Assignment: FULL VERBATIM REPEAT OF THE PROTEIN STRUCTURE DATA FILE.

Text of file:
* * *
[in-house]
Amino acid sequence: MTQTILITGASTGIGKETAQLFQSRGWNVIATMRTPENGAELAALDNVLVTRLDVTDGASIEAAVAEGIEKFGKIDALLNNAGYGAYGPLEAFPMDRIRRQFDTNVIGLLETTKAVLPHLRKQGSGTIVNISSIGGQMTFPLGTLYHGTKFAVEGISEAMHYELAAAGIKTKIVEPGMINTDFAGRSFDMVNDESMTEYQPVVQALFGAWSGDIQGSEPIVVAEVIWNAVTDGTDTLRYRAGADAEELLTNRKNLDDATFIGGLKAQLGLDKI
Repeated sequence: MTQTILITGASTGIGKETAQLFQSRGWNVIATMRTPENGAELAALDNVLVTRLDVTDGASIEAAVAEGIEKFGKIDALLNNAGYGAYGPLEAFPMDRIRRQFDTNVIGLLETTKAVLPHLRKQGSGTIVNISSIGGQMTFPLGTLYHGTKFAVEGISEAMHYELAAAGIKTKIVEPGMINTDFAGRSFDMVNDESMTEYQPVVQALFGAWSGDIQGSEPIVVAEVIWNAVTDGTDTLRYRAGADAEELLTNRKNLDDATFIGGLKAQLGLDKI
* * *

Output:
[in-house]
Amino acid sequence: MTQTILITGASTGIGKETAQLFQSRGWNVIATMRTPENGAELAALDNVLVTRLDVTDGASIEAAVAEGIEKFGKIDALLNNAGYGAYGPLEAFPMDRIRRQFDTNVIGLLETTKAVLPHLRKQGSGTIVNISSIGGQMTFPLGTLYHGTKFAVEGISEAMHYELAAAGIKTKIVEPGMINTDFAGRSFDMVNDESMTEYQPVVQALFGAWSGDIQGSEPIVVAEVIWNAVTDGTDTLRYRAGADAEELLTNRKNLDDATFIGGLKAQLGLDKI
Repeated sequence: MTQTILITGASTGIGKETAQLFQSRGWNVIATMRTPENGAELAALDNVLVTRLDVTDGASIEAAVAEGIEKFGKIDALLNNAGYGAYGPLEAFPMDRIRRQFDTNVIGLLETTKAVLPHLRKQGSGTIVNISSIGGQMTFPLGTLYHGTKFAVEGISEAMHYELAAAGIKTKIVEPGMINTDFAGRSFDMVNDESMTEYQPVVQALFGAWSGDIQGSEPIVVAEVIWNAVTDGTDTLRYRAGADAEELLTNRKNLDDATFIGGLKAQLGLDKI